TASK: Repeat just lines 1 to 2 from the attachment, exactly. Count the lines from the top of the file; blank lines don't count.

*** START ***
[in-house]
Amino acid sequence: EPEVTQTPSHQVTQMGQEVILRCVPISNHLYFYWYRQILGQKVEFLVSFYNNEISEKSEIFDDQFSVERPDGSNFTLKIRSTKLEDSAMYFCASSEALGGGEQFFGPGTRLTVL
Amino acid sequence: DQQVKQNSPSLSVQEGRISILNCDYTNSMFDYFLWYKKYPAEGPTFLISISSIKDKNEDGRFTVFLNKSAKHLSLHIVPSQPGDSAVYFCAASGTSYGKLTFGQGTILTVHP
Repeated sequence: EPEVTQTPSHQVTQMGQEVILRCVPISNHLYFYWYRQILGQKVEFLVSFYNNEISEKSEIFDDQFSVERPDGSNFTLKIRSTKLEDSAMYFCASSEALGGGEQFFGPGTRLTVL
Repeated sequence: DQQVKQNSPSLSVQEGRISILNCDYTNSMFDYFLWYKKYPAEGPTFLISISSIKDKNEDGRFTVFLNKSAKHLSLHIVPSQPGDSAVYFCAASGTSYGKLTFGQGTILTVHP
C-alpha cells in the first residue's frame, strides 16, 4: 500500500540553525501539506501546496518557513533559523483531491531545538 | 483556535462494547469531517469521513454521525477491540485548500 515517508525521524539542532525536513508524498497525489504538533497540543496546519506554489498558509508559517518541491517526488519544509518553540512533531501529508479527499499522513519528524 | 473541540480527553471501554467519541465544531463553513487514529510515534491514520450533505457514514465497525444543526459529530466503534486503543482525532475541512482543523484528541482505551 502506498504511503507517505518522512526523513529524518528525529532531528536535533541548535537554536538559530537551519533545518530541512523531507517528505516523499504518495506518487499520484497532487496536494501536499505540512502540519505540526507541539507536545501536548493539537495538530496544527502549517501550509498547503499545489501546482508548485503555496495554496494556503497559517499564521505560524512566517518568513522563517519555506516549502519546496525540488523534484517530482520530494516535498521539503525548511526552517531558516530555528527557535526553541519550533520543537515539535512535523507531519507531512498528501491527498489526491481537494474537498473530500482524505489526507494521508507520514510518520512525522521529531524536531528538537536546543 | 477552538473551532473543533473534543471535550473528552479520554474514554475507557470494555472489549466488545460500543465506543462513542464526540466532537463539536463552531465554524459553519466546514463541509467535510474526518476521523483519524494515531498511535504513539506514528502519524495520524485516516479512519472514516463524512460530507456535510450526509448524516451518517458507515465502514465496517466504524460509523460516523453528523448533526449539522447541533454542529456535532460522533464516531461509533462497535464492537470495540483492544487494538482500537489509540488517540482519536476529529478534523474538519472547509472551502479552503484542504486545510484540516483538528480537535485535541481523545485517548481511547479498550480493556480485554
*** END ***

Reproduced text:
[in-house]
Amino acid sequence: EPEVTQTPSHQVTQMGQEVILRCVPISNHLYFYWYRQILGQKVEFLVSFYNNEISEKSEIFDDQFSVERPDGSNFTLKIRSTKLEDSAMYFCASSEALGGGEQFFGPGTRLTVL